Feb 18, 2014; Milwaukee, WI, USA; Orlando Magic guard Arron Afflalo (4) drives to the basket as Milwaukee Bucks guard Nate Wolters (6) defends during the second quarter at BMO Harris Bradley Center. Mandatory Credit: Jeff Hanisch-USA TODAY Sports

Arron Afflalo Trade Rumors: Why 2 First Round Draft Picks Isn’t Absurd

When ESPN’s Chad Ford suggested that the Orlando Magic would only consider an Arron Afflalo trade if they received multiple first round picks or young prospects in return, people thought the asking price was absurd. They assumed that this was a simple case of the Magic overvaluing their own player. But the reality is that General Manager Rob Hennigan is actually correctly devaluing those first round picks.

With so many teams tanking this season, one would assume that draft picks have never been more valuable. That’s simply not true. Teams are tanking to get high draft picks. They feel they can’t get good value later in the lottery, so they are actively trying to be as bad as possible to assure themselves a top 5 pick.

The only teams interested in trading for Arron Afflalo are playoff teams looking to improve. That means the first round draft picks the Magic would receive would wind up in the back half of the draft and wouldn’t be nearly as valuable as people are assuming. Adding Afflalo would only make that pick less valuable as he would improve the team he goes to. It’s very hard to find a productive player near the end of the first round. Most likely you’re looking at acquiring two bench players in return for a borderline all-star. That’s not a great return.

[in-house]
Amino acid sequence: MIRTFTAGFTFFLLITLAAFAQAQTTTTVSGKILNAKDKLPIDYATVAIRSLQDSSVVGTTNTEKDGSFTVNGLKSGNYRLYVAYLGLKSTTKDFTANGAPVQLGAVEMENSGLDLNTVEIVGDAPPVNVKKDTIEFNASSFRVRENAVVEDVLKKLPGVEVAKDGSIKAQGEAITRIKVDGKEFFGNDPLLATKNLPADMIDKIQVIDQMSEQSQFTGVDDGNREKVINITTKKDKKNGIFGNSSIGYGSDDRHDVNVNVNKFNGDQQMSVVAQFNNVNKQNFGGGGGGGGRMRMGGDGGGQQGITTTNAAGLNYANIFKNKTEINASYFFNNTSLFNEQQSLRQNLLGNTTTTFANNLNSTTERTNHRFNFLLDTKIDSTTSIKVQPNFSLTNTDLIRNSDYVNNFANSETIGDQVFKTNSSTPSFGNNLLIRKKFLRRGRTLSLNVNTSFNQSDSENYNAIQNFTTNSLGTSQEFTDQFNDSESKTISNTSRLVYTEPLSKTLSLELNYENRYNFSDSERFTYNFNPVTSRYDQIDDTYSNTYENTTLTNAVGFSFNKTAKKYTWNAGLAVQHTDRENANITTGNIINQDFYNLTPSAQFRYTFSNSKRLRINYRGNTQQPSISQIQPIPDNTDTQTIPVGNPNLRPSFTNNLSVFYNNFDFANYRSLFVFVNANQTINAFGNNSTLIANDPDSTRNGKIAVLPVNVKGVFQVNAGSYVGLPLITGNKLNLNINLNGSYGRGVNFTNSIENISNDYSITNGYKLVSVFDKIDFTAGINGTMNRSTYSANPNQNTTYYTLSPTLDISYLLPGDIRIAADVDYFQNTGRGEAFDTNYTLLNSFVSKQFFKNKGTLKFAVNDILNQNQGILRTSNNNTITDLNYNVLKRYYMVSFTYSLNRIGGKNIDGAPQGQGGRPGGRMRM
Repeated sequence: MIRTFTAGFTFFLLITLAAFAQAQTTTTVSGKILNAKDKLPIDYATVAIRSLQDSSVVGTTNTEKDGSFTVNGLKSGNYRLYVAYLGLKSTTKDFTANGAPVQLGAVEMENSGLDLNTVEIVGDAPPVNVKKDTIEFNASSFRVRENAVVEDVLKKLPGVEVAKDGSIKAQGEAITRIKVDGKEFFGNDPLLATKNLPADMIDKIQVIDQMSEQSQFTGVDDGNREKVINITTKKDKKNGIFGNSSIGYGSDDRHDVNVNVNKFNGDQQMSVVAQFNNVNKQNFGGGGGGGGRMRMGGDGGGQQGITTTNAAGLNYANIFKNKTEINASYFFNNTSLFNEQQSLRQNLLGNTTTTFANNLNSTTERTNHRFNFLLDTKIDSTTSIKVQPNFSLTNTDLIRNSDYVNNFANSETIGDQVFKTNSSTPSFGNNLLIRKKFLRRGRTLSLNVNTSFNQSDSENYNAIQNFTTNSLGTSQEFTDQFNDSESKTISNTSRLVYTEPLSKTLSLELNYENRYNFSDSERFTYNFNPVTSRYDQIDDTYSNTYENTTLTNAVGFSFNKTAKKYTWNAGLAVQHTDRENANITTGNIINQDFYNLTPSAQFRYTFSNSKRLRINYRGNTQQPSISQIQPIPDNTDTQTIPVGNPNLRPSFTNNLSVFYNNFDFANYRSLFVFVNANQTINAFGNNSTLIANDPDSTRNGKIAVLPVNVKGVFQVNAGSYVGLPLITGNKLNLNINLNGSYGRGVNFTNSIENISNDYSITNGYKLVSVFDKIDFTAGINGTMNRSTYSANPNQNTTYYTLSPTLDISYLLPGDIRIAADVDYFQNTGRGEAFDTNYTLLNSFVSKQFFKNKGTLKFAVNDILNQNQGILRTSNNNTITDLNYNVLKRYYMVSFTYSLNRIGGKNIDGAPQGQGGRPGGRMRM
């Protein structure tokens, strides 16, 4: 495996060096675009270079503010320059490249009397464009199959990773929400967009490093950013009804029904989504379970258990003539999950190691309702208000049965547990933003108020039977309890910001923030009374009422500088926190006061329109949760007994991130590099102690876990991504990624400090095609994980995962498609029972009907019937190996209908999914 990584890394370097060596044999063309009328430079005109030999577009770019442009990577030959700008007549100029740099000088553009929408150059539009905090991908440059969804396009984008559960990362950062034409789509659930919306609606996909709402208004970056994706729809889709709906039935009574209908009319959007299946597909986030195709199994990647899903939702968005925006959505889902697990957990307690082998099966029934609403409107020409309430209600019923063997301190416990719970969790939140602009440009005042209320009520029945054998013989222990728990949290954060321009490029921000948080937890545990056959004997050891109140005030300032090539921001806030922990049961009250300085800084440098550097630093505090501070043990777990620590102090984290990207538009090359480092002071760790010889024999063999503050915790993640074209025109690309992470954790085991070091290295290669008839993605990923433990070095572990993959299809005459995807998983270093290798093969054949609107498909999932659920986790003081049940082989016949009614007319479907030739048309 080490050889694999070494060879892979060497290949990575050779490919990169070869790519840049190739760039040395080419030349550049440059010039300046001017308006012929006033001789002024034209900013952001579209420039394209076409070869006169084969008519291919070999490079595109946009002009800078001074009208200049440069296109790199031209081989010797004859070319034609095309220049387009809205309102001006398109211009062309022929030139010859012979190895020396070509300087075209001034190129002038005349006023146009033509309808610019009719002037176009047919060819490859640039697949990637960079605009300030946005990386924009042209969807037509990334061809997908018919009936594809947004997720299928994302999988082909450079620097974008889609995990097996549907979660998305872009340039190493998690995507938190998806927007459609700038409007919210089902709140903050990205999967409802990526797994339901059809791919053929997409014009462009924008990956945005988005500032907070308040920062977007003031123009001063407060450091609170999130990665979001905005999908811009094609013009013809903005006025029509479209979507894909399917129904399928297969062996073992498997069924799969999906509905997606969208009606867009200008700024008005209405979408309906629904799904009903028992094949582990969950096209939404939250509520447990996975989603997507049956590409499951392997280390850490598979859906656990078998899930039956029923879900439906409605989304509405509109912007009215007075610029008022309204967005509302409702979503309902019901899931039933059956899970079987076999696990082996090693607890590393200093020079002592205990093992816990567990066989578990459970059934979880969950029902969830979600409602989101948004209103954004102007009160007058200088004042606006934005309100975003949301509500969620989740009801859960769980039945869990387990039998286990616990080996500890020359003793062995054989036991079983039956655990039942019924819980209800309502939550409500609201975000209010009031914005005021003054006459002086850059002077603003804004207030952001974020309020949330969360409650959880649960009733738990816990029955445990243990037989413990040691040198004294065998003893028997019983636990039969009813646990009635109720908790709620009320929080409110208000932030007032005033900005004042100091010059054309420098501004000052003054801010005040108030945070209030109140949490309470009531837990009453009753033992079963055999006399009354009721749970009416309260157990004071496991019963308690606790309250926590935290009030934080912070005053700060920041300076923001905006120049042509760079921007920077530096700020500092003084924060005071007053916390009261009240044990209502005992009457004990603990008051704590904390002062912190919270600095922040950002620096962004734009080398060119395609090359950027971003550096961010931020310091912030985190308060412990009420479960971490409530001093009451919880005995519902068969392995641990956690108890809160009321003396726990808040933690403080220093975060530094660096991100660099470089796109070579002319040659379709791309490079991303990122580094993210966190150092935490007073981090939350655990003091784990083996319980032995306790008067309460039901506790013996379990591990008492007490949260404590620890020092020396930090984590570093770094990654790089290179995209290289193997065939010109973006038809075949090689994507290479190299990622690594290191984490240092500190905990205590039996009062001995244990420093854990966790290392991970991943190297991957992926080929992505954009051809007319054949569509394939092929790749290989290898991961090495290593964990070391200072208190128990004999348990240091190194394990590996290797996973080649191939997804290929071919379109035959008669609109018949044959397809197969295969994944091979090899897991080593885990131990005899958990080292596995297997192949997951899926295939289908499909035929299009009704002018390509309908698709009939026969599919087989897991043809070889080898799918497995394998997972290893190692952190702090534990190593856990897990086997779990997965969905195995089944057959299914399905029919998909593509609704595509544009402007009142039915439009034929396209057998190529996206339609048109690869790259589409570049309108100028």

How can we quantify that value? 82games.com has done some interesting research concerning the relative value of NBA draft picks. At the most extreme, the 30th pick in the draft has 20% of the value of the first pick in the draft.  And players picked 26th-30th in the draft are actually paid more than they are worth.

In fact the Magic would actually likely get more value if they traded Afflalo to the Milwaukee Bucks for two second round picks. Second round picks don’t receive guaranteed contracts, giving their team more payroll and roster flexibility. No one would suggest that the Magic trade Afflalo for two second round picks, so why are they balking at the idea of two low value first round picks?

What do you think? Will an Arron Afflalo trade return two first round picks? Should the Magic consider it if it does? Let us know in the comments section below. Want more Magic news? Hit up our newsletter!

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